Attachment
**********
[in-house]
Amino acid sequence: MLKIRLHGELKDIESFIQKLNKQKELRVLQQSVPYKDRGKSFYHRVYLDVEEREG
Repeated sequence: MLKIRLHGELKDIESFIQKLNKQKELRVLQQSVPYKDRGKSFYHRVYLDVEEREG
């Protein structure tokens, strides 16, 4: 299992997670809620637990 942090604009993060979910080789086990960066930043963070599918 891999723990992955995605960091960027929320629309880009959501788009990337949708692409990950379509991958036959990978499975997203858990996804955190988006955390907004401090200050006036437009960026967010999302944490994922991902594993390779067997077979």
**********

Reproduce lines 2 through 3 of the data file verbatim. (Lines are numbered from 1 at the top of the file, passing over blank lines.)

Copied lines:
Amino acid sequence: MLKIRLHGELKDIESFIQKLNKQKELRVLQQSVPYKDRGKSFYHRVYLDVEEREG
Repeated sequence: MLKIRLHGELKDIESFIQKLNKQKELRVLQQSVPYKDRGKSFYHRVYLDVEEREG